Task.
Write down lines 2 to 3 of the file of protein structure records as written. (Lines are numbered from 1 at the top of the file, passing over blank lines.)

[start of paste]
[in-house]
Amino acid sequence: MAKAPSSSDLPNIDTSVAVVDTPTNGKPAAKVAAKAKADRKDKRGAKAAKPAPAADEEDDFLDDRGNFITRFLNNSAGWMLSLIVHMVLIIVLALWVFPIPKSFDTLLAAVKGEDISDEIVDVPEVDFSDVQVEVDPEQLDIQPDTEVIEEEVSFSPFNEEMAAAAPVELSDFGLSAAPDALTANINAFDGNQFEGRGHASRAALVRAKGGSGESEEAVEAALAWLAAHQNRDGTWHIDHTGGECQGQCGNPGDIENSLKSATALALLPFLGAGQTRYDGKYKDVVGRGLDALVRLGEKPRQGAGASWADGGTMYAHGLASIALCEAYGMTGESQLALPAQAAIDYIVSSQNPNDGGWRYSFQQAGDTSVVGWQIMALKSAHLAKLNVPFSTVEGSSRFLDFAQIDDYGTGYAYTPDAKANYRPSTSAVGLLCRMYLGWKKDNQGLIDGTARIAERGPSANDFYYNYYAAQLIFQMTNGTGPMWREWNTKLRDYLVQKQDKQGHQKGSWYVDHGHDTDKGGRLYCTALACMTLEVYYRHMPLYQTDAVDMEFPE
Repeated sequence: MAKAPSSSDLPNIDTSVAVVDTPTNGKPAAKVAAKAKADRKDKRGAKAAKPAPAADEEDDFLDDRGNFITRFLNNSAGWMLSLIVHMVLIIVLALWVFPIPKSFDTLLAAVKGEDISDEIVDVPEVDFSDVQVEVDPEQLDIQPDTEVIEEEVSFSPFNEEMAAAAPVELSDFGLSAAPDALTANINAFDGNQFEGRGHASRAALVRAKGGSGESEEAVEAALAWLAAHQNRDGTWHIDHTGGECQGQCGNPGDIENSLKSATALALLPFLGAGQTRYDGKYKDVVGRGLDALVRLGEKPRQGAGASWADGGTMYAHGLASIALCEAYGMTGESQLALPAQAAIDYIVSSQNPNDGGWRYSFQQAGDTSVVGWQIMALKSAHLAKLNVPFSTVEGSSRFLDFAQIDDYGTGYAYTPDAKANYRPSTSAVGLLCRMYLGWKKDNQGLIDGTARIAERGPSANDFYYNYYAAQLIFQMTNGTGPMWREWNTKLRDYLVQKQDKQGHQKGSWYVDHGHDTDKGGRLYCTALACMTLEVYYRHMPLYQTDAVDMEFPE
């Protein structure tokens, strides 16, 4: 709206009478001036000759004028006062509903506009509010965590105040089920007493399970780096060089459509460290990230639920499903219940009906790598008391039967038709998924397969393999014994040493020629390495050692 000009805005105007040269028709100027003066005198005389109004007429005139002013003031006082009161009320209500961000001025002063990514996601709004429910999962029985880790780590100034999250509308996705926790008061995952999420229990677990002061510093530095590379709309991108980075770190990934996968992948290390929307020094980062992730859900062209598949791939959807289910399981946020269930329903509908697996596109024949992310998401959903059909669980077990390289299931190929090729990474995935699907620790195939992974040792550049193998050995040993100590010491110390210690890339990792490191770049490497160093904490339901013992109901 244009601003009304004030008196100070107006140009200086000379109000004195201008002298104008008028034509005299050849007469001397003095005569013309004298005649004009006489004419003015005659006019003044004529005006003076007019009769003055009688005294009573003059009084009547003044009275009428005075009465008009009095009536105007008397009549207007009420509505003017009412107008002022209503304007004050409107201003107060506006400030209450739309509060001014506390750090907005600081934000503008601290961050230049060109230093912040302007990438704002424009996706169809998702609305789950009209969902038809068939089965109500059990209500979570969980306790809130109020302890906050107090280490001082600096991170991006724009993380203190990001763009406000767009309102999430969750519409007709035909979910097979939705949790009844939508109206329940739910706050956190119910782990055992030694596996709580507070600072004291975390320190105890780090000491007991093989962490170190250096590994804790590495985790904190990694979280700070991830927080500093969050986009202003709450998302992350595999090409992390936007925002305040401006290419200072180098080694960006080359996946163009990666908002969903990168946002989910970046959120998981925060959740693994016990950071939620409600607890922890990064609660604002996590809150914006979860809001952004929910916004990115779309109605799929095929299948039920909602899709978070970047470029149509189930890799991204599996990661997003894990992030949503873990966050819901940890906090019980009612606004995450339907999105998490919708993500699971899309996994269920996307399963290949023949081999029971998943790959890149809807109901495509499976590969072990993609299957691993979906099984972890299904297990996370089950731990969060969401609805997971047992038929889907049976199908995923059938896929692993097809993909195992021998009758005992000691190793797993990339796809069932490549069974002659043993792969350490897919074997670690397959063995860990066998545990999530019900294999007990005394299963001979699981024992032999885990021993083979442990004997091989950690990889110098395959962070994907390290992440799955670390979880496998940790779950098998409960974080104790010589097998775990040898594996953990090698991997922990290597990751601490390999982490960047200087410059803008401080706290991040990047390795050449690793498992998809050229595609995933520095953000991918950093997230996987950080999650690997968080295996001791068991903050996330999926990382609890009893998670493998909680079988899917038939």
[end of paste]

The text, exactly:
Amino acid sequence: MAKAPSSSDLPNIDTSVAVVDTPTNGKPAAKVAAKAKADRKDKRGAKAAKPAPAADEEDDFLDDRGNFITRFLNNSAGWMLSLIVHMVLIIVLALWVFPIPKSFDTLLAAVKGEDISDEIVDVPEVDFSDVQVEVDPEQLDIQPDTEVIEEEVSFSPFNEEMAAAAPVELSDFGLSAAPDALTANINAFDGNQFEGRGHASRAALVRAKGGSGESEEAVEAALAWLAAHQNRDGTWHIDHTGGECQGQCGNPGDIENSLKSATALALLPFLGAGQTRYDGKYKDVVGRGLDALVRLGEKPRQGAGASWADGGTMYAHGLASIALCEAYGMTGESQLALPAQAAIDYIVSSQNPNDGGWRYSFQQAGDTSVVGWQIMALKSAHLAKLNVPFSTVEGSSRFLDFAQIDDYGTGYAYTPDAKANYRPSTSAVGLLCRMYLGWKKDNQGLIDGTARIAERGPSANDFYYNYYAAQLIFQMTNGTGPMWREWNTKLRDYLVQKQDKQGHQKGSWYVDHGHDTDKGGRLYCTALACMTLEVYYRHMPLYQTDAVDMEFPE
Repeated sequence: MAKAPSSSDLPNIDTSVAVVDTPTNGKPAAKVAAKAKADRKDKRGAKAAKPAPAADEEDDFLDDRGNFITRFLNNSAGWMLSLIVHMVLIIVLALWVFPIPKSFDTLLAAVKGEDISDEIVDVPEVDFSDVQVEVDPEQLDIQPDTEVIEEEVSFSPFNEEMAAAAPVELSDFGLSAAPDALTANINAFDGNQFEGRGHASRAALVRAKGGSGESEEAVEAALAWLAAHQNRDGTWHIDHTGGECQGQCGNPGDIENSLKSATALALLPFLGAGQTRYDGKYKDVVGRGLDALVRLGEKPRQGAGASWADGGTMYAHGLASIALCEAYGMTGESQLALPAQAAIDYIVSSQNPNDGGWRYSFQQAGDTSVVGWQIMALKSAHLAKLNVPFSTVEGSSRFLDFAQIDDYGTGYAYTPDAKANYRPSTSAVGLLCRMYLGWKKDNQGLIDGTARIAERGPSANDFYYNYYAAQLIFQMTNGTGPMWREWNTKLRDYLVQKQDKQGHQKGSWYVDHGHDTDKGGRLYCTALACMTLEVYYRHMPLYQTDAVDMEFPE